Lesson 1, Topic 1
In Progress

2.3 The overall structure of a piece of writing/signing is controlled and the conclusion is clearly formulated.

ryanrori December 29, 2020

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All pieces of writing should have some sort of structure, whether that structure is mandated by the form of writing (a sonnet, for example, has a very specific structure), or by the function (the structure of a magazine article or scientific report is created solely by the author) of the writing.  We say that the structure of any given piece of writing must be “appropriate” in that it must serve the writing’s purpose; that is, the writer of a murder mystery probably shouldn’t reveal the identity of the killer until the end of the book.  I use the word “probably” because a skilled author is certainly capable of spinning a compelling tale around nearly any structure. 

The structure of a piece of writing is neither more nor less than its combined parts, each of which works in conjunction with the others to create a meaningful whole.  On a very simple level we might say that the structure of any piece of writing must involve a beginning, middle, and an end.  Such things are often called constructions or components.  Other examples of constructions include introductory paragraphs, salutations, bodies (in the case of an essay or report, for example), quotations, invocations, and expositions.  Essentially, any group of words or sentences that has an identifiable purpose and function can be considered a construction, and within any given construction there can easily exist several smaller constructions.  Words, in and of themselves, are constructions, as are phrases and sentences (call them grammatical constructions), literary devices, passages, and paragraphs.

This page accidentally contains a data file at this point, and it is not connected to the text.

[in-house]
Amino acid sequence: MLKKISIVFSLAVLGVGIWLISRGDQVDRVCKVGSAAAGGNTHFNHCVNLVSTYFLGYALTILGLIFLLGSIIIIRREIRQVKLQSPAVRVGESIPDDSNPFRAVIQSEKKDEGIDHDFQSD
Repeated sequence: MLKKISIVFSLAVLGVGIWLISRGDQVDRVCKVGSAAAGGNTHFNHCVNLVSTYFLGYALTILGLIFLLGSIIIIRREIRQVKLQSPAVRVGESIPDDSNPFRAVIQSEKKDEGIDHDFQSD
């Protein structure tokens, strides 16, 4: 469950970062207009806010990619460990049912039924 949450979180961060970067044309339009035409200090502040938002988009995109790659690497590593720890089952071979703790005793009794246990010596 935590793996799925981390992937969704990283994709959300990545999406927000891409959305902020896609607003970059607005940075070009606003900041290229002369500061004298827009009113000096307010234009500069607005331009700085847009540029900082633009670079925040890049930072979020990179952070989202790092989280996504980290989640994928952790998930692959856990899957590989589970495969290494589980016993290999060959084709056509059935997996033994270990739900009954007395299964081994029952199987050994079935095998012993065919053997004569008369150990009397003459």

Why is structure important?  Because it determines the “shape” of a piece of writing.  Structure determines whether or not a reader is properly guided through a report, or inspired at the end of a personal essay.  It controls the order in which a reader receives certain pieces of information.  Anyone who has seen a movie or read a book that involves flashbacks, or has noticed a recurring theme (the “good” guys in older films wore white, while the “bad guys” wore black) has seen an example of structure.